Sikorsky Aircraft signed a contract in 1992 to build Black Hawk helicopters for the Turkish Armed Forces. Yavrucuk recalled, “Sikorsky and Georgia Tech, together with the Turkish government, had an offset program. I was one of five students who went to Georgia Tech for a year, followed by six months at Sikorsky in Connecticut. When the program ended, I went back to Turkey. Four months later, I sent an email to Dr. J.V.R. Prasad and Dr. Daniel Schrage to say, ‘I want to do a PhD now. Can I come back?’”

The Georgia Institute of Technology varied research opportunities. It remains today one of three US Army-sponsored Vertical Lift Research Centers of Excellence (VLRCOE) that links academia with industry.

“They had a software-enabled control project for DARPA [Defense Advanced Research Projects Agency]. It was basically building the software for unmanned helicopters. We had R-MAX helicopters — the GTMax we called it back then. I was one of the PhD students who started working on that project. After that, I continued working with Boeing in Philadelphia on active sidestick controllers for pilots. We tried to estimate control limits for aircraft and cue the pilots through active inceptors to allow care-free maneuvering and tell them when the vehicle would reach its envelope limits. My PhD thesis was on the estimation of control limits for envelope protection.”

Dr. Yavrucuk continued a post-doctoral fellowship at Georgia Tech until he rejoined METU in Ankara. “I started teaching that undergraduate elective course I had passed up, but then I started my own courses. I started a whole graduate helicopter dynamics and stability control course. There I was teaching rotor dynamics, helicopter handling and stability issues.”

In 2007, Yavrucuk founded Aerotim Engineering, Ltd. in Ankara. The rotorcraft modeling, simulation and control company continues to develop flight dynamic models for EASA-certified Level D flight simulators (see “Independent Training Alternative,” Vertiflite, Jan/Feb 2020). Turkish Aerospace provided more industry exposure. “Turkey started an indigenous helicopter program, now called the Gökbey,” explained Yavrucuk. “I took a sabbatical from the university and went to Turkish Aerospace. As program manager, I helped put together a capable team and after one-and-a-half years went back to the University.”

Eurocopter, now Airbus Helicopters, first sponsored the Helicopter Chair at TUM in 2010. “The professor who started it, Prof. Manfred Hayek, retired last year,” explained Yavrucuk. “I got a call saying I was the first candidate, so I decided to come here.” The HTVTOL chair continued, “There are research programs in every direction. We do programs in design, aerodynamics, structures, flight simulation and handling, etc.”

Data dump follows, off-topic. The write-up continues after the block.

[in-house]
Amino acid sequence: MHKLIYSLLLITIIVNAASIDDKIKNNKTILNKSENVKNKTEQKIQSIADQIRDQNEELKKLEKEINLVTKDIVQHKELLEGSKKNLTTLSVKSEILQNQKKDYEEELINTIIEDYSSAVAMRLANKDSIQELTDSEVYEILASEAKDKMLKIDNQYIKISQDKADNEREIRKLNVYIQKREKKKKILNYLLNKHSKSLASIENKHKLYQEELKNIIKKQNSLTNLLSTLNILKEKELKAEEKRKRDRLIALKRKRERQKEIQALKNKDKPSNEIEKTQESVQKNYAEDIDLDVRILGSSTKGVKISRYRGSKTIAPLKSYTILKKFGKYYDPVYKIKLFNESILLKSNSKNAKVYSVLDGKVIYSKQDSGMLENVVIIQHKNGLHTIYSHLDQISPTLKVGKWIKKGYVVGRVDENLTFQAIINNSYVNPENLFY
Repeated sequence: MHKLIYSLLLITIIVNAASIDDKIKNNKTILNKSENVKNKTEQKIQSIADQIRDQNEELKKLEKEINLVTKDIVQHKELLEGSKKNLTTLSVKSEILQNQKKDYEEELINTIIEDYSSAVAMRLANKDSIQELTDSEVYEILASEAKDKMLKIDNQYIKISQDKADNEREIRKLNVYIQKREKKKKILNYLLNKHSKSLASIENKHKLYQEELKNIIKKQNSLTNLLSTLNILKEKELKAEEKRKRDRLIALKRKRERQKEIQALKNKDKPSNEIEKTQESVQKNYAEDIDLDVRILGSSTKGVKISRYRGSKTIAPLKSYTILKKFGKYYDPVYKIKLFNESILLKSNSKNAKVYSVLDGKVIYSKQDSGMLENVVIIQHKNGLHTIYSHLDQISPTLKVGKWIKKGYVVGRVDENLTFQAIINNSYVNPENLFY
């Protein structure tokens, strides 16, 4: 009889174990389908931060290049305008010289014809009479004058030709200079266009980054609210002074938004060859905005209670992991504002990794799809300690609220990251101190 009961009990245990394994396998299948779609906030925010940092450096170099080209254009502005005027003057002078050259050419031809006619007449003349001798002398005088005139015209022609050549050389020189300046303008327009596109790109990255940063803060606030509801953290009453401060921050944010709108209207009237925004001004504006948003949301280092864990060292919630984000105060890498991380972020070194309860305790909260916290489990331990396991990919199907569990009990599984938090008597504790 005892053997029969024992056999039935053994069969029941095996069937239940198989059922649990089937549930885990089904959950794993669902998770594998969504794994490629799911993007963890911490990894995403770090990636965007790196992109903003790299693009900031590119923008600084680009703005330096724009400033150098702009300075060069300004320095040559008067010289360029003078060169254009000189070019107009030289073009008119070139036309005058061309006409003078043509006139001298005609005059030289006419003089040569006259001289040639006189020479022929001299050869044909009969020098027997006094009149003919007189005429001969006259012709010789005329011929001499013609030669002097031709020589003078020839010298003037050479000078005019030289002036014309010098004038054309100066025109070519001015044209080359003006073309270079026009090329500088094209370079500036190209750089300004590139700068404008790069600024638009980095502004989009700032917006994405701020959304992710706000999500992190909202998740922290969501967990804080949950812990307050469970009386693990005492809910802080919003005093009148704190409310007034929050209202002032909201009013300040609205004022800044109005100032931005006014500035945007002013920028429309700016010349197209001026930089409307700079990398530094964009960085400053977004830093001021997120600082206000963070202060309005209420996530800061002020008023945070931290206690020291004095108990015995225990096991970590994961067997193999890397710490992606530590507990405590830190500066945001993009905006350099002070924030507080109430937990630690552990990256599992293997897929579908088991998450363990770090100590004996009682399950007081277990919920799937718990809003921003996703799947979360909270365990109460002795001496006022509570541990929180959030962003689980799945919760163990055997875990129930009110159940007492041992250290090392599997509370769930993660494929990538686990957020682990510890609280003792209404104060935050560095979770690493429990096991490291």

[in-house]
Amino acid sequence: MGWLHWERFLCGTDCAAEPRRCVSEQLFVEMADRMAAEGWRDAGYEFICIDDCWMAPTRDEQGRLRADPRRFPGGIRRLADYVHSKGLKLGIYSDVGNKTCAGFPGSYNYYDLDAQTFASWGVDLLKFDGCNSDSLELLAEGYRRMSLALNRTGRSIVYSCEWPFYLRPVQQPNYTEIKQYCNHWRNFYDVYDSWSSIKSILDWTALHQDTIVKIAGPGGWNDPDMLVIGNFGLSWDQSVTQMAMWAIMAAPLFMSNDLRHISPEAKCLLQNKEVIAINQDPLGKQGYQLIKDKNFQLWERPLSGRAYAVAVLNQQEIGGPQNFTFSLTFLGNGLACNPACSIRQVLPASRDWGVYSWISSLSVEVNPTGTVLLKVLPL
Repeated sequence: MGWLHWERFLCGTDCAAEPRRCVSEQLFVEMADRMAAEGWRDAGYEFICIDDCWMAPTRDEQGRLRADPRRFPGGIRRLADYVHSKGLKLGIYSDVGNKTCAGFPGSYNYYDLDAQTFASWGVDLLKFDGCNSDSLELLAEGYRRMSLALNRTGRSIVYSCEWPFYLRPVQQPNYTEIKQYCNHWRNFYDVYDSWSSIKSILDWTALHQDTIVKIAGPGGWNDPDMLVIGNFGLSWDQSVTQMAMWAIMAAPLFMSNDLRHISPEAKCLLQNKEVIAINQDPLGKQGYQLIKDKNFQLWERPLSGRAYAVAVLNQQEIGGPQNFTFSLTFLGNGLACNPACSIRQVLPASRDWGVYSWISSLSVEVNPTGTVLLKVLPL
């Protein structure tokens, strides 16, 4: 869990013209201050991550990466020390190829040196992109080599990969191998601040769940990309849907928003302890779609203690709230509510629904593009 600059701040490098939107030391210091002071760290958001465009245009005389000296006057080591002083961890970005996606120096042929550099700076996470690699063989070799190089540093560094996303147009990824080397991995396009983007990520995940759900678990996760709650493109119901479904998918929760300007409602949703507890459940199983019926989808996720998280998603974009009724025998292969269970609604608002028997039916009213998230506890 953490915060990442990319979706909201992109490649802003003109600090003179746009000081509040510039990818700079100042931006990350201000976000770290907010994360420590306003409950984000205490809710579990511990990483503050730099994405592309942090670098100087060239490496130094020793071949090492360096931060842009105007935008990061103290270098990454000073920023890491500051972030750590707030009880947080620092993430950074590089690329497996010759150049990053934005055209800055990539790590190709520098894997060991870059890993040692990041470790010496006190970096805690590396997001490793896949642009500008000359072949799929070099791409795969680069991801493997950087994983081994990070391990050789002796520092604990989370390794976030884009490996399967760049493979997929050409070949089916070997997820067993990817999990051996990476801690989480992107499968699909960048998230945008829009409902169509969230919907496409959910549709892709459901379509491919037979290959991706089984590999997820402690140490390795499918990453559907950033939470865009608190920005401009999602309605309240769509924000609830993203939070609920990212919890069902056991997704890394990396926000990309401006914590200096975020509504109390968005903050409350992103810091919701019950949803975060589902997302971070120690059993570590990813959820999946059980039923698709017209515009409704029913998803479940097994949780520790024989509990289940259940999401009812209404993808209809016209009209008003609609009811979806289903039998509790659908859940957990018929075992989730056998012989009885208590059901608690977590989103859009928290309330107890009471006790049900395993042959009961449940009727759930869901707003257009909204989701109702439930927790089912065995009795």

Electric Field
Yavrucuk plans more multidisciplinary studies. “One thing that I would find very interesting would be if somebody could put together a tool chain for the design of these electric VTOL vehicles. That’s what I’m trying to build these days. In all these disciplines, we have a lot of software and know-how. If you can put this all together and go from requirements to vehicles, that would be very interesting.”

The teacher-researcher observed, “A lot of these electric vehicle companies, as I see it, rather come up with a concept and try to see where the concept can be used. This is quite backwards from what we learned in school. We usually have a set of requirements and try to find the best vehicle. Now we’re in a position where we have a vehicle and try to find what can be done with it. I want to take the requirements and design a whole tool chain where you look at the aerodynamics, the aeroelasticity, the safety, and all together come up with the best configuration that would fit those requirements.”

Yavrucuk added, “eVTOL is attractive because it changed the whole landscape, the ecosystem we live in. When I left Georgia Tech in 2005 after my post-doc, I had essentially five big companies where I could work. Now, there are many, many more. That changed our whole mindset. A VTOL aircraft for us was a single-main-rotor aircraft with a swashplate and flapping hinges. We looked in that direction for so long that we couldn’t think of anything else. The alternatives we could come up with were a tiltrotor, or a helicopter rotor with a pusher, or maybe quadrotors. This new electric VTOL world of young people and young companies takes a fresh look to the VTOL problem that’s been around for a long time.

“I love that fresh look,” Yavrucuk acknowledged. “Just having a free mind starting with a blank white paper and looking at the VTOL problem from scratch, that idea alone I find super exciting. I’m supporting that whole waterfall of VTOL ideas. Whether it becomes a success, time will show. After all this investment, something is going to come out of it. They have changed our VTOL landscape already, and that’s good enough.”

Ilkay Yavrucuk joined the American Helicopter Society, today’s Vertical Flight Society, in 1998 when he presented a paper at the 55th Annual Forum in Washington, DC. He noted, “Ever since, it’s still my favorite forum. We are really a small community, a small family, if you like. We know each other quite well. The VFS has really glued us together.”